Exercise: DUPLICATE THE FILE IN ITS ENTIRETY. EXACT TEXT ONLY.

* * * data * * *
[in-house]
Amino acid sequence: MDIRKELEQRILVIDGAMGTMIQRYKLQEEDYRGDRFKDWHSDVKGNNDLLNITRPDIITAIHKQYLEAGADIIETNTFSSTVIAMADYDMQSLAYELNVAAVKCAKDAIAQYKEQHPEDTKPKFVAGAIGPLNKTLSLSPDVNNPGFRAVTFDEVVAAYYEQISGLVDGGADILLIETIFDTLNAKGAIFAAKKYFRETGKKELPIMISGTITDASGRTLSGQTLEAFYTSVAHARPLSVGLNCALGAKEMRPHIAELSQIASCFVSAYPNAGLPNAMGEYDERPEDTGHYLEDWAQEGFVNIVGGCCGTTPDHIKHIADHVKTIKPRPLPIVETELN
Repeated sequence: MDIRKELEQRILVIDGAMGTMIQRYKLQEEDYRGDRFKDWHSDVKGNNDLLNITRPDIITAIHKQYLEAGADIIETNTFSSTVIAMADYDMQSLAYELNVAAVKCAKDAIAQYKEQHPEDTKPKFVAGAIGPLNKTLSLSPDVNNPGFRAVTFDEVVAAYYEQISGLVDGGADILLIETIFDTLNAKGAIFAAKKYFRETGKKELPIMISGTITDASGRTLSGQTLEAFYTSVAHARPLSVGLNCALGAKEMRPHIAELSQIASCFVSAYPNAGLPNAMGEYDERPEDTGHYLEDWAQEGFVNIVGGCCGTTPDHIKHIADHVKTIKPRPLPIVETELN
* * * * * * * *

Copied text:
[in-house]
Amino acid sequence: MDIRKELEQRILVIDGAMGTMIQRYKLQEEDYRGDRFKDWHSDVKGNNDLLNITRPDIITAIHKQYLEAGADIIETNTFSSTVIAMADYDMQSLAYELNVAAVKCAKDAIAQYKEQHPEDTKPKFVAGAIGPLNKTLSLSPDVNNPGFRAVTFDEVVAAYYEQISGLVDGGADILLIETIFDTLNAKGAIFAAKKYFRETGKKELPIMISGTITDASGRTLSGQTLEAFYTSVAHARPLSVGLNCALGAKEMRPHIAELSQIASCFVSAYPNAGLPNAMGEYDERPEDTGHYLEDWAQEGFVNIVGGCCGTTPDHIKHIADHVKTIKPRPLPIVETELN
Repeated sequence: MDIRKELEQRILVIDGAMGTMIQRYKLQEEDYRGDRFKDWHSDVKGNNDLLNITRPDIITAIHKQYLEAGADIIETNTFSSTVIAMADYDMQSLAYELNVAAVKCAKDAIAQYKEQHPEDTKPKFVAGAIGPLNKTLSLSPDVNNPGFRAVTFDEVVAAYYEQISGLVDGGADILLIETIFDTLNAKGAIFAAKKYFRETGKKELPIMISGTITDASGRTLSGQTLEAFYTSVAHARPLSVGLNCALGAKEMRPHIAELSQIASCFVSAYPNAGLPNAMGEYDERPEDTGHYLEDWAQEGFVNIVGGCCGTTPDHIKHIADHVKTIKPRPLPIVETELN